TLDR: Is there an as simple and direct as possible method to measure chloride content by titration?

I want to measure the content (mass fraction) of chloride in $\mathrm{AlCl_3}$ powder by titration. Purpose is to measure the purity of the aluminium chloride. For example assume the measured chloride content is 75 % then that means the $\mathrm{AlCl_3}$ is 94.0 % pure.

When I search for how to determine chloride by titration I get the following three methods, which appear to be more complex than needed: Mohr method, Volhard method, Fajans method. All of which use an indicator and require specific conditions and treatments or reagents. The Volhard method is also a back titration and seems to be the default method for some reason which I could not find.

I found the following procedure, which is basically the Volhard method but with an additional reagents (of which I do not know the purpose) and an additional dilution step.

1.) Prepare an flask with stopper with 50 ml water and chill in the freezer to form ice.

2.) Weigh about 1 g of sample and transfer it in to the flask along with the paper and put the stopper.

3.) Allow it to come to room temperature. Add a few drops of phenolphthalein indicator and titrate with 1N NaOH solution to the end point.

4.) Dilute the solution to 250 mL. Pipette out 20 mL in to another flask.

5.) Add 3-4 mL of conc. nitric acid , 50 mL of 0.1 N silver nitrate solution, 2 mL of nitro benzene and a few drops of ferric ammonium sulfate indicator.

6.) Titrate with 0.1 N ammonium thiocyanate solution to reddish brown end point.

No idea what the nitro benzene is for. And the additional dilution step is certainly unnecessary and lowers precision; could just weight less sample and not dilute. The NaOH step is probably to react HCl (which is formed when $\mathrm{AlCl_3}$ reacts with water and may escape and thus lower the chlorine content) to NaCl; but also not sure about that.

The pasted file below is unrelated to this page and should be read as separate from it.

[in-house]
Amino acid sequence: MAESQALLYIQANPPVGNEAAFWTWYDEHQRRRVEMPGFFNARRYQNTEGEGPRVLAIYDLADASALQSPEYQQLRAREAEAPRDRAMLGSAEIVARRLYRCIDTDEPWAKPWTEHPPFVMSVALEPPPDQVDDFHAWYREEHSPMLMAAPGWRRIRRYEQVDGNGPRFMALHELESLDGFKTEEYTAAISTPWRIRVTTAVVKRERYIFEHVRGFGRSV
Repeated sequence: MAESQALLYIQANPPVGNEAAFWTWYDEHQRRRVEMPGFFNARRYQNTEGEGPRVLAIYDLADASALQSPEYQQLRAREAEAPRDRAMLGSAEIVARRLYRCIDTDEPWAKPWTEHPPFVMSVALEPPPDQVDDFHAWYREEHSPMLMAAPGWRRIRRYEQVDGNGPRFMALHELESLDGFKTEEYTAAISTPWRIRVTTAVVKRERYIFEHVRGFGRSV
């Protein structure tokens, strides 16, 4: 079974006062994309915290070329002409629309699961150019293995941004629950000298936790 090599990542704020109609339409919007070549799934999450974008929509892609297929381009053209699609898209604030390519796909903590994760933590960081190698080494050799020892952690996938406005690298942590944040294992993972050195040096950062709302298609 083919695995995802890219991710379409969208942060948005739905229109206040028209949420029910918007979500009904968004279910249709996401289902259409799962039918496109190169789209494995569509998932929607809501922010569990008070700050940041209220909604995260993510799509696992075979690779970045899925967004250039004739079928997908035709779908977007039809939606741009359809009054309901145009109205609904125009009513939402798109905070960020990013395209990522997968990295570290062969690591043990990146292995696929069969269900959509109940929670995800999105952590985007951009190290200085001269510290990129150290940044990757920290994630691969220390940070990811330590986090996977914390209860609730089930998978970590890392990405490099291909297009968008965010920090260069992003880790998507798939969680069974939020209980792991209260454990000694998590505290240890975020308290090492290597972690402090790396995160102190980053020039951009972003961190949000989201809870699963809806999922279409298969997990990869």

What speaks against just directly titrating the chloride containing sample solution with the 0.1N $\mathrm{AgNO_3}$ solution and detect the end point potentiometric? Am I missing something? Why would people do a back titration with two solutions needed, instead of just a direct titration?

  • 2
    $\begingroup$ You can consult Vogel's Quantitative Analysis. There you will find all titrimetric details for chloride and explanations. Web search will only lead to confusion. $\endgroup$
    – AChem
    Feb 11 at 16:15
  • $\begingroup$ All your answers to the question are available in Vogel. $\endgroup$
    – AChem
    Feb 11 at 16:16
  • $\begingroup$ @M.Farooq - What, no love for Skoog and West? $\endgroup$
    – Todd Minehardt
    Feb 11 at 19:33
  • 3
    $\begingroup$ @ToddMinehardt, I like classical books when it comes to titrimetric and gravimetric methods. Vogel's classical Quantitative Analysis from the 60s was a massive book with >1200 pages, all extensive details such as holding volumetric pipette. $\endgroup$
    – AChem
    Feb 11 at 22:02
  • 2
    $\begingroup$ Here is the textbook for the OP on Internet Archive. archive.org/details/textbookofquanti0006voge/page/n7/mode/… $\endgroup$
    – AChem
    Feb 11 at 22:03

1 Answer 1


This problem is not as easy as it looks. It starts from the hypothesis that $\ce{AlCl3}$ is not pure in the original flask- The impurity will be supposed not to interfere later on. Only $\ce{H+}$ and $\ce{Cl-}$ will be determined by titration.